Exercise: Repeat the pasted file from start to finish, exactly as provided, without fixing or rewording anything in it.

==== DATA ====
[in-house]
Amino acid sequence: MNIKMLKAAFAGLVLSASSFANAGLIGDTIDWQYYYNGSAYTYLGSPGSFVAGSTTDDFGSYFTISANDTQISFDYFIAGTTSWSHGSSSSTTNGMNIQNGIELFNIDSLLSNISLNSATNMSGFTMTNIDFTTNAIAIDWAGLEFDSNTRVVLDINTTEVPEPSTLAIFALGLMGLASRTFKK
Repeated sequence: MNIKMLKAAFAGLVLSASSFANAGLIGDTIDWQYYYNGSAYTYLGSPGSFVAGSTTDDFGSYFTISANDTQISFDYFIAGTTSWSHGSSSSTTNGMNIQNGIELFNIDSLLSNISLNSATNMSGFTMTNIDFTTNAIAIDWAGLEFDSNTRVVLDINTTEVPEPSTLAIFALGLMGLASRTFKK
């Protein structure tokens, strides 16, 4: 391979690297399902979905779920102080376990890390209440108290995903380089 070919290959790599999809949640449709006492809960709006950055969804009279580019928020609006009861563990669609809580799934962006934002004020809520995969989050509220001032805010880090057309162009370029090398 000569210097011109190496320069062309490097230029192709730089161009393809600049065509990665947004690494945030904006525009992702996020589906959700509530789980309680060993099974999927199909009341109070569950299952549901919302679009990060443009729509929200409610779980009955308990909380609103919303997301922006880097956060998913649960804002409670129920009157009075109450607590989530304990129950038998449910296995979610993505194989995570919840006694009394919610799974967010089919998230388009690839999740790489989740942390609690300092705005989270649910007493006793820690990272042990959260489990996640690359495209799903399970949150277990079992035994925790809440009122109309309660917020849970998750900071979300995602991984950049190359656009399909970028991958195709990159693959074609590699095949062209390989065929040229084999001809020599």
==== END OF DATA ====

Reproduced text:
[in-house]
Amino acid sequence: MNIKMLKAAFAGLVLSASSFANAGLIGDTIDWQYYYNGSAYTYLGSPGSFVAGSTTDDFGSYFTISANDTQISFDYFIAGTTSWSHGSSSSTTNGMNIQNGIELFNIDSLLSNISLNSATNMSGFTMTNIDFTTNAIAIDWAGLEFDSNTRVVLDINTTEVPEPSTLAIFALGLMGLASRTFKK
Repeated sequence: MNIKMLKAAFAGLVLSASSFANAGLIGDTIDWQYYYNGSAYTYLGSPGSFVAGSTTDDFGSYFTISANDTQISFDYFIAGTTSWSHGSSSSTTNGMNIQNGIELFNIDSLLSNISLNSATNMSGFTMTNIDFTTNAIAIDWAGLEFDSNTRVVLDINTTEVPEPSTLAIFALGLMGLASRTFKK
């Protein structure tokens, strides 16, 4: 391979690297399902979905779920102080376990890390209440108290995903380089 070919290959790599999809949640449709006492809960709006950055969804009279580019928020609006009861563990669609809580799934962006934002004020809520995969989050509220001032805010880090057309162009370029090398 000569210097011109190496320069062309490097230029192709730089161009393809600049065509990665947004690494945030904006525009992702996020589906959700509530789980309680060993099974999927199909009341109070569950299952549901919302679009990060443009729509929200409610779980009955308990909380609103919303997301922006880097956060998913649960804002409670129920009157009075109450607590989530304990129950038998449910296995979610993505194989995570919840006694009394919610799974967010089919998230388009690839999740790489989740942390609690300092705005989270649910007493006793820690990272042990959260489990996640690359495209799903399970949150277990079992035994925790809440009122109309309660917020849970998750900071979300995602991984950049190359656009399909970028991958195709990159693959074609590699095949062209390989065929040229084999001809020599």